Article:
The current version of Paratool only considers quantum chemical target data such as equilibrium geometry, vibrational frequencies, electrostatic field and dipole moment. Nevertheless, you can manually replace the quantum chemical equilibrium geometries and force constants for bonds, angles, dihedrals and impropers by experimental values.
Paratool does not yet implement the aforementioned automatic selfconsistent iterative fitting against these data but you can of course manually loop through several cycles of refinement and hand-tune the data any time. Though in many cases the first iteration will already yield satisfactory results.
par_all27_prot_lipid_na.inpcontaining amino acids, nucleic acids, lipids and a few other common compounds. But there's more to find in the CHARMM files. Especially take a look at the file for the model compounds
RESI ASP -1.00 GROUP ATOM N NH1 -0.47 ! | ATOM HN H 0.31 ! HN-N ATOM CA CT1 0.07 ! | HB1 OD1 ATOM HA HB 0.09 ! | | // GROUP ! HA-CA--CB--CG ATOM CB CT2 -0.28 ! | | \ ATOM HB1 HA 0.09 ! | HB2 OD2(-) ATOM HB2 HA 0.09 ! O=C ATOM CG CC 0.62 ! | ATOM OD1 OC -0.76 ATOM OD2 OC -0.76 GROUP ATOM C C 0.51 ATOM O O -0.51It is stitched together from two smaller model compounds acetate and glycine (found in
top_all27_prot_lipid.inp) where H2 and HA2 are removed and C1 and CA are connected by a bond (C1 then become CB in the new compound etc.) The charges of the two removed hydrogens were simply added to their mother atoms.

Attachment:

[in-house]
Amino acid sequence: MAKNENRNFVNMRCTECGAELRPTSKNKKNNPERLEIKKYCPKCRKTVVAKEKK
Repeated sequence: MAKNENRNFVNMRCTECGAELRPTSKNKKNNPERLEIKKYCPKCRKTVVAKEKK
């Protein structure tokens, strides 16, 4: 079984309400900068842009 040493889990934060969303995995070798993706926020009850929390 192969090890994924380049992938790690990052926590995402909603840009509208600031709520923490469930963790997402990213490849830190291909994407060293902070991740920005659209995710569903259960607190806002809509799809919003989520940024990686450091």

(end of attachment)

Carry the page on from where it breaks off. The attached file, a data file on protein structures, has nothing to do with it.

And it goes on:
RESI ACET -1.00 ! acetate, K. Kuczera GROUP ATOM C1 CT3 -0.37 ! ATOM C2 CC 0.62 ! H1 O1 (-) ATOM H1 HA 0.09 ! | / ATOM H2 HA 0.09 ! H2--C1--C2 ATOM H3 HA 0.09 ! | \\ ATOM O1 OC -0.76 ! H3 O2 ATOM O2 OC -0.76 !
RESI GLY 0.00 GROUP ATOM N NH1 -0.47 ! | ATOM HN H 0.31 ! N-H ATOM CA CT2 -0.02 ! | ATOM HA1 HB 0.09 ! | ATOM HA2 HB 0.09 ! HA1-CA-HA2 GROUP ! | ATOM C C 0.51 ! | ATOM O O -0.51 ! C=O ! |But where do the parameters for the peptide bonds that are formed when the multiple residues are joined in a polypeptide come from? They were obtained from the model compound N-methylacetamide. For CR the peptide bond would be in N-terminal position for CL it would be C-terminal.